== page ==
The US Food and Drug Administration (FDA) has received several reports of side effects, including respiratory problems and death following the use of botulinum toxins types A and B for both FDA-approved and unapproved use.
The reactions reported are suggestive of botulism. This happens when the botulinum toxin found in cosmetic injections like Botox spreads in the body beyond the site where it was injected.
Most of the serious cases that resulted in hospital visits, severe respiratory trouble and death occurred in children who were treated for cerebral palsy-associated limb spasticity. The use of botulinum toxins to treat arm and leg muscle spasms is not an approved use of the substance in the U.S.
These serious systemic adverse reactions occurred following treatment of a variety of conditions using a wide range of botulinum toxin doses. The FDA is currently reviewing safety data from clinical studies submitted by the manufacturers of Botox, Botox Cosmetic and Myobloc.
The Warnings sections of the labeling for both botulinum toxin products note that important systemic adverse effects, including severe difficulty swallowing and difficulty breathing have occurred in patients with neuromuscular disorders after local injection of typical doses of botulinum toxin. The FDA now has evidence that similar, potentially life-threatening systemic toxicity from the use of botulinum toxin products can also result after local injection in patients with other underlying conditions such as those with cerebral palsy associated limb spasticity. Systemic toxicity has been reported in children, several of whom required feeding tubes and/or ventilation (breathing) support.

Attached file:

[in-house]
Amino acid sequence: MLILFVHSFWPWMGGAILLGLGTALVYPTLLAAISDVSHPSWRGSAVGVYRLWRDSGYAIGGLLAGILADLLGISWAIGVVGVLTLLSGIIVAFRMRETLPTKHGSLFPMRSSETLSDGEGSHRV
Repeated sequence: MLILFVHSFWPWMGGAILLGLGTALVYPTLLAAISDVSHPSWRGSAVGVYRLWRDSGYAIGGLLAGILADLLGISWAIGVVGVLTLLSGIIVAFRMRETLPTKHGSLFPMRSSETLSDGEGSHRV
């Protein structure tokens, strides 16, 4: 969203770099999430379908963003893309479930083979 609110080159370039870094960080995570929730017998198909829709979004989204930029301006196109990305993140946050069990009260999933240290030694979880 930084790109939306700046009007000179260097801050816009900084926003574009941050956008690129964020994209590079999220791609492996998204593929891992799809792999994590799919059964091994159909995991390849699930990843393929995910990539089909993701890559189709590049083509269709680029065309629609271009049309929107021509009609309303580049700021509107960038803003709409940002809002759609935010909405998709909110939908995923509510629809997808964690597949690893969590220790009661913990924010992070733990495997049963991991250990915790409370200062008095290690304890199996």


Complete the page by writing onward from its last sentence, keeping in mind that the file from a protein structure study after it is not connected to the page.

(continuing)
Until such time that FDA has completed its review, healthcare professionals who use medicinal botulinum toxins like Botox should:
- Understand that potency determinations expressed in "Units" or "U" are different among the botulinum toxin products; clinical doses expressed in units are not comparable from one botulinum product to the next.
- Be alert to the potential for systemic effects following administration of botulinum toxins such as: dysphagia, dysphonia, weakness, dyspnea or respiratory distress.
- Provide patients and caregivers with the information they need to be able to identify the signs and symptoms of systemic effects after receiving an injection of a botulinum toxin.
- Understand that these effects have been reported as early as one day and as late as several weeks after treatment.
- Tell patients they should receive immediate medical attention if they have worsening or unexpected difficulty swallowing or talking, trouble breathing, or muscle weakness.
What does FDA know now about this data so far?
The FDA has reviewed cases from its Adverse Event Reporting System (AERS) database and from the medical literature of pediatric and adult patients diagnosed with botulism following a local injection with a marketed botulinum toxin product.
The pediatric botulism cases occurred in patients less than 16 years old, with reported symptoms ranging from dysphagia to respiratory insufficiency requiring gastric feeding tubes and ventilatory support. Serious outcomes included hospitalization and death. The most commonly reported use of botulinum toxin among these cases was treatment of limb muscle spasticity associated with cerebral palsy. Doses for Botox ranged from 6.25 to 32 Units/kilogram (U/kg) in these cases. For Myobloc, reported doses were from 388 to 625 U/kg.
The reports of adult botulism cases described symptoms including patients experiencing difficulty holding up their heads, dysphagia and ptosis. Some reports described systemic effects that occurred distant from the site of injection and included weakness and numbness of the lower extremities. Among the adult cases that were serious, including hospitalization, none required intubation or ventilatory support. No deaths were reported. Doses for Botox ranged from 100 to 700 Units and for Myobloc from 10,000 to 20,000 U.